The Shakers

Watched an interesting hour-long PBS/Ken Burns documentary on The Shakers last night via Netflix Instant.

I knew of their furniture-making and had remembered something about them being celibate, but I didn’t know that the woman who essentially founded them was originally a Quaker and that they were called the Shaking Quakers at first.

They were called Shakers (or Shaking Quakers) due to the ecstatic, joyous singing and dancing they did in their worship.

The Shakers are sort of an intriguing version of Protestant monasticism, only with men and women living together (but separately). They’d have separate entrances and stairwells for men and women. The women were mostly seen as equals, much like the Quakers. Only because of the separation of the sexes, women couldn’t do men’s work and vice versa. They believed that was both male and female. Men and women were equal in the eyes of God. As such, women were not below men.

But they were celibate, only took their members from converts, and orphans that they raised and were an American phenomenon.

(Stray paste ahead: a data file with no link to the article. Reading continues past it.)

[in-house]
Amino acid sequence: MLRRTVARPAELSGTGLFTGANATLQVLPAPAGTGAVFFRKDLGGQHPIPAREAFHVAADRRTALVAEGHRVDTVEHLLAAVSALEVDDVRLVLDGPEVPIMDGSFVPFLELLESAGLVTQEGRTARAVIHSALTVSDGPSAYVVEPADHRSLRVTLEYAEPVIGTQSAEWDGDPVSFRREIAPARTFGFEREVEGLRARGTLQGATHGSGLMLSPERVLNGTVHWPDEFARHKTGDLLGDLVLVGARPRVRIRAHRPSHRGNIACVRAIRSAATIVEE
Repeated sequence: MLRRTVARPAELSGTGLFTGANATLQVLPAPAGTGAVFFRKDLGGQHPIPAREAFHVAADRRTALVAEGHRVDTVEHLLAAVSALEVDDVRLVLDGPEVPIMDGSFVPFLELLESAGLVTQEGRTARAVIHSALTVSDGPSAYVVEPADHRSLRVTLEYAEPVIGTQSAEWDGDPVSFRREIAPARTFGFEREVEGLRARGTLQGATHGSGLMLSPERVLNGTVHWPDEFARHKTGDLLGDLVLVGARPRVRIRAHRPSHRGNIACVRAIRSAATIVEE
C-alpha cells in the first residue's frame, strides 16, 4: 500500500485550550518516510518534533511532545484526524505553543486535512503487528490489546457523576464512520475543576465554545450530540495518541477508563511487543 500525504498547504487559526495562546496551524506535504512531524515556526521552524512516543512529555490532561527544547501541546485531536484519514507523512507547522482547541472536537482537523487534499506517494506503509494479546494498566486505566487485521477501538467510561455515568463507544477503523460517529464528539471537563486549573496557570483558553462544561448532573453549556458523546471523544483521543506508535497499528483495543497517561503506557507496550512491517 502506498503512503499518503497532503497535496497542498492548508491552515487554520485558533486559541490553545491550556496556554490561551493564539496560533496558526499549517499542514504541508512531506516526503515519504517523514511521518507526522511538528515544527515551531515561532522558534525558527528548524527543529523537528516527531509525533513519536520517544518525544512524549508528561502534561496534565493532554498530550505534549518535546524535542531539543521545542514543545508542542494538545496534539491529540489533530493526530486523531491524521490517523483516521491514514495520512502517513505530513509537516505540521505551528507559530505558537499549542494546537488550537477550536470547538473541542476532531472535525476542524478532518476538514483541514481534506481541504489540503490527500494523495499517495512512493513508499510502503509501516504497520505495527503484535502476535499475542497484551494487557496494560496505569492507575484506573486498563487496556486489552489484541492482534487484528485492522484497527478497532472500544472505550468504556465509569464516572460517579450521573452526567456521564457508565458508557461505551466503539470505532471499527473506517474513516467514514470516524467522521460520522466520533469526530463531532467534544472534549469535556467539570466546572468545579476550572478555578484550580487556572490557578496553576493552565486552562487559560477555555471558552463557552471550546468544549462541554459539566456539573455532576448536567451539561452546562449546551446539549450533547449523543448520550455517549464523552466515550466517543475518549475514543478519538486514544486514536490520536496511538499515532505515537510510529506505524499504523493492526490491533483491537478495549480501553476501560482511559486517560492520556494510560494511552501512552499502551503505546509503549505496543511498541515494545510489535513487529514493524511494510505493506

They believed that their labor was a form of prayer, which explains the craftsmanship they put into making each chair or piece of furniture. They were also known for their simple but sturdy architecture. Many of the original Shaker buildings still stand.

Like the Quakers, they were pacifist. They believed in peace, in simple living, but unlike the Quakers, did it communally. They built everything themselves and worked hard to have a life of quality.

It’s difficult to find that sort of quality anymore. I think we approach it when we look at monasteries that make items to sell for money to keep their community alive.  Amish furniture is also know for its quality, and they are similar to the Shakers (without the celibacy, naturally) in that they are Christian communities that believe in peace, simple living, and in building things of quality. Like the Shakers, they shun the modern world.

Surprisingly, there are still Shakers. Wikipedia give their current number as 5. That’s it. Just 5 Shakers. They’re probably all old as well. It’s sad to realize that such a wonderful American religion is dying.  All at a time when our society desperately needs the message and gifts of the Shakers. The call to simple living, the giving up of sexuality, the belief in making quality long-lasting products by hand. The message of simplicity.

~ by R.M. McGrath on 06/02/2012.

One Response to “The Shakers”

  1. The Shaker Museum in Kentucky is, unfortunately, haunted by unhelpful personalities.


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